As introspective as Chiang's characters seem to be, I feel he was at his strongest in the concluding story, Liking what you see: A Documentary, where there isn't a central character as in standard storytelling rather a host of vignettes from multiple outlets.  Calliagnosia is the ability to turn off facial recognition features that people define as attractive or not-so-much.  We hear thoughts from different age groups and perspectives and by the end you shouldn't be surprised to find yourself debating the merits and flaws of completely made up cosmetic treatment.  
I had no expectations going into this book as I had previously only read one story by the author that was not collected here.  (Too many times have I been led astray by one amazing story to a collection of FAIL, but such is not the case with Chiang.)  Upon finishing the book I still have no clear definition of science fiction, though I think I like the trendy, internet, hipster term 'speculative fiction' as it seems incongruously both more general and specific.  However you want to brand Ted Chiang or his writing he should be thought of as a writer whose works are not only seminal for his 'genre' but necessary reading to further the quality of all others.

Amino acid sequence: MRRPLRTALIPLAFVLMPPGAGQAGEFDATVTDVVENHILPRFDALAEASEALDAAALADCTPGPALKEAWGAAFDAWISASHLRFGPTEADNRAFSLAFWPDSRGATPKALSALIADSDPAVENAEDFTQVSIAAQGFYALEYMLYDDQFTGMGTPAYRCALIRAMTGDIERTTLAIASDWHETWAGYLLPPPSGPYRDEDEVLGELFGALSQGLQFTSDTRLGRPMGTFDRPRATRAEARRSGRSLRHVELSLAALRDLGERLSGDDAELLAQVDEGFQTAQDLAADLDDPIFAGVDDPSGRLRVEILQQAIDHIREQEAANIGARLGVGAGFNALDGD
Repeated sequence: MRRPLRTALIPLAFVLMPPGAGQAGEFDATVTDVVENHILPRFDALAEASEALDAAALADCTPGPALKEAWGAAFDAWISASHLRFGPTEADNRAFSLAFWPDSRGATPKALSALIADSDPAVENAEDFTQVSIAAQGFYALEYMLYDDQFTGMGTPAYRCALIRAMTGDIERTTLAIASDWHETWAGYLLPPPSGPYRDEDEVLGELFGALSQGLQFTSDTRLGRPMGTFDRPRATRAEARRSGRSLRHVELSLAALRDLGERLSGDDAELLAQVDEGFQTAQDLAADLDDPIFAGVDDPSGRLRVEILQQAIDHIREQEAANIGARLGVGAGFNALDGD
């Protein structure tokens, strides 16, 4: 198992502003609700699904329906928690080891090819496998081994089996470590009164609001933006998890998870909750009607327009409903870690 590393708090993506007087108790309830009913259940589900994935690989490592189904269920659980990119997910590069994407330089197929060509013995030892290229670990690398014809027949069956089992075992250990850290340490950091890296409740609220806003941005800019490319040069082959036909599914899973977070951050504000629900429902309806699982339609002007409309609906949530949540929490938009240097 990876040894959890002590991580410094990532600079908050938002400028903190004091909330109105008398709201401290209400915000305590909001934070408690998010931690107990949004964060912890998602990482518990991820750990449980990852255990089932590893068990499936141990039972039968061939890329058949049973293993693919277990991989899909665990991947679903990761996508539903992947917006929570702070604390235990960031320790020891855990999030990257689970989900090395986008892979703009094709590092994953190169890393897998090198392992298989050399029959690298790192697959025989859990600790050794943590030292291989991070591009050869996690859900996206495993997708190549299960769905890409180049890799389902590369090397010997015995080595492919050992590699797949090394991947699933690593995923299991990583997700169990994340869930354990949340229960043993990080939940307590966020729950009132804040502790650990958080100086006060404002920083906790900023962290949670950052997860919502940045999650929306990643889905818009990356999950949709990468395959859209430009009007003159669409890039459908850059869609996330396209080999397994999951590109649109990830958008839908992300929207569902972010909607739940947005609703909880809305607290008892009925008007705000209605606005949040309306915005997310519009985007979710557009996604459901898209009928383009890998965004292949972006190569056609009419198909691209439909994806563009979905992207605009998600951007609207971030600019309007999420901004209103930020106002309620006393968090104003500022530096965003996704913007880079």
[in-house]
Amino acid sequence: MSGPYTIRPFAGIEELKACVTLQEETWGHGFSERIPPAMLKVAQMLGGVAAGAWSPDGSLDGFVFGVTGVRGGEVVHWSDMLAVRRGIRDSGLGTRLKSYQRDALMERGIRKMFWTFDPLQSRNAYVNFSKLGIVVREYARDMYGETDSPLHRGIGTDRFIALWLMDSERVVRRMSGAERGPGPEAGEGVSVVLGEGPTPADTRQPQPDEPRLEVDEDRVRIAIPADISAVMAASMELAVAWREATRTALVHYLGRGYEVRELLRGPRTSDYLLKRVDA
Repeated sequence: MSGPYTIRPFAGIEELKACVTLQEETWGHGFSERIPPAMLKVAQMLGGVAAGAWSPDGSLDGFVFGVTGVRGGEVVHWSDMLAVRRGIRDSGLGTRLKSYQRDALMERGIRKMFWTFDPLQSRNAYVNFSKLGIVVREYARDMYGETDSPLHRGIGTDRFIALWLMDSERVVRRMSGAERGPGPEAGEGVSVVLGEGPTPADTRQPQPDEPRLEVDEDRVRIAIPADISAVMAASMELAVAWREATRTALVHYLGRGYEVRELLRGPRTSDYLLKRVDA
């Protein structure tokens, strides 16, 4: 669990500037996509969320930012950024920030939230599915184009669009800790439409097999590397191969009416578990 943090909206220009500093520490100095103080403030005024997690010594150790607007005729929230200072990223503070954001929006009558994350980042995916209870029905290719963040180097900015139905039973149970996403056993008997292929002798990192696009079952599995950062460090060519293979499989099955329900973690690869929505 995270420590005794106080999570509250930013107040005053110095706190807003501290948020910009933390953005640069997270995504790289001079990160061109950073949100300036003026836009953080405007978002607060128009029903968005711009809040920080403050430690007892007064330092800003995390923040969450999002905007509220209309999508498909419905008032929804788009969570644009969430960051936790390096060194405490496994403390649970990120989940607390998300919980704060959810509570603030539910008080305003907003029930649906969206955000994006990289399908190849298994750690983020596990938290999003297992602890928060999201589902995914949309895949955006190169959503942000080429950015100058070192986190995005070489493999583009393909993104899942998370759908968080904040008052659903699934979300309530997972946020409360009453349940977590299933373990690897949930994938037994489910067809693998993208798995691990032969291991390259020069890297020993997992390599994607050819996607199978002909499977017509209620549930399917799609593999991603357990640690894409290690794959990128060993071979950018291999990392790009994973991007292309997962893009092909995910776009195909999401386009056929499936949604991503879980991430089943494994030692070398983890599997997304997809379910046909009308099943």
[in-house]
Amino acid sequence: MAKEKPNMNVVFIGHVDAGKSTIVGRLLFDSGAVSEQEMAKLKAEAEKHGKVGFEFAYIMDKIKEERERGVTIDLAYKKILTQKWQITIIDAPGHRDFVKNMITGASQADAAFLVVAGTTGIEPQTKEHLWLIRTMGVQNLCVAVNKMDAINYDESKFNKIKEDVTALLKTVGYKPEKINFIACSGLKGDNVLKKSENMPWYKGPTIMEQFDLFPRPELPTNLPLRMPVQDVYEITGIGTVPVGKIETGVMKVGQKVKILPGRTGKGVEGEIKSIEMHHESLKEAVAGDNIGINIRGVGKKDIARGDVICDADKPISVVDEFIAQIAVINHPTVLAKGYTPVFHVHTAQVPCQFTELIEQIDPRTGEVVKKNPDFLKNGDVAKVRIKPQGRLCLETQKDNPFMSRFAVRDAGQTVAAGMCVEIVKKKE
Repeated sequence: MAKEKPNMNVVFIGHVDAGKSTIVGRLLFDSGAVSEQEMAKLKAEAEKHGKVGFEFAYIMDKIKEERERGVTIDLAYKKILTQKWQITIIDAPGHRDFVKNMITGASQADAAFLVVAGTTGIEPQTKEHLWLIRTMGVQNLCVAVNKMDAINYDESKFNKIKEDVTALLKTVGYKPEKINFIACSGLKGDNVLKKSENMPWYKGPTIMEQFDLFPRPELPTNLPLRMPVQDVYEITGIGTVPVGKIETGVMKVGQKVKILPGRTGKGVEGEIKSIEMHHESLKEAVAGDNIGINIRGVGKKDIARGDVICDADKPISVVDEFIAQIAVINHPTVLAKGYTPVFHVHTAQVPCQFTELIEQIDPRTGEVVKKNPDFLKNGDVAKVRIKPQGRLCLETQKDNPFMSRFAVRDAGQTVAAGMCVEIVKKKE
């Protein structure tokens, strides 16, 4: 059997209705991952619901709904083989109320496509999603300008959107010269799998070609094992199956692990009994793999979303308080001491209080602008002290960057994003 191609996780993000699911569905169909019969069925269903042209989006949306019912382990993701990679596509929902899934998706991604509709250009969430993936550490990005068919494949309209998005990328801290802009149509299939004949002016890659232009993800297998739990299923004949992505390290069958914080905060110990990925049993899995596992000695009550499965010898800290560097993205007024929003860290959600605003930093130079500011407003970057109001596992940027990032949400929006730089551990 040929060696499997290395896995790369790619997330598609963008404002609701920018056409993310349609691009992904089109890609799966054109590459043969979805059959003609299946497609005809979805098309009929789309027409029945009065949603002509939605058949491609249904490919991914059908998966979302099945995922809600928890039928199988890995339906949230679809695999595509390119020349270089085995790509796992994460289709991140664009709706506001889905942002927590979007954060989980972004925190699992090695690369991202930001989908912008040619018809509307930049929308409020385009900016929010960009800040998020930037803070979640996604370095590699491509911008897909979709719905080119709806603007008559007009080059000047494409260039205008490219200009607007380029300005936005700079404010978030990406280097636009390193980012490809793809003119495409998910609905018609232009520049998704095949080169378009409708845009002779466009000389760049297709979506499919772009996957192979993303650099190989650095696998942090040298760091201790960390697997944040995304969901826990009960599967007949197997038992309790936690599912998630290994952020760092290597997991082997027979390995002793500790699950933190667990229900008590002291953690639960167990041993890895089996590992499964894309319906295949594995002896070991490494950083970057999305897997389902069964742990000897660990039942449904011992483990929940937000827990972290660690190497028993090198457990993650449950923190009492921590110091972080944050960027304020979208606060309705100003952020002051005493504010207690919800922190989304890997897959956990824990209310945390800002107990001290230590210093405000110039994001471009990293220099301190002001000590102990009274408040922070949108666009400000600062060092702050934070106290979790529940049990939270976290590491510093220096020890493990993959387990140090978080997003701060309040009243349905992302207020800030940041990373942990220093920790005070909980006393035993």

Maria said...

Glad to see you've read the book. It's definitely one of my all time favorites. I particularly like Stories of your Life, though many others are very interesting too.

I would also highly recommend The Merchant and the Alchemist's Gate as well.

Chad Hull said...

While there was definitely one that was my least favorite, I honestly found all the others to be equally awesome.

I first read The Merchant and the Alchemist's Gate in The Best Science Fiction and Fantasy of the Year Volume II. That is the story that put Chiang on my map.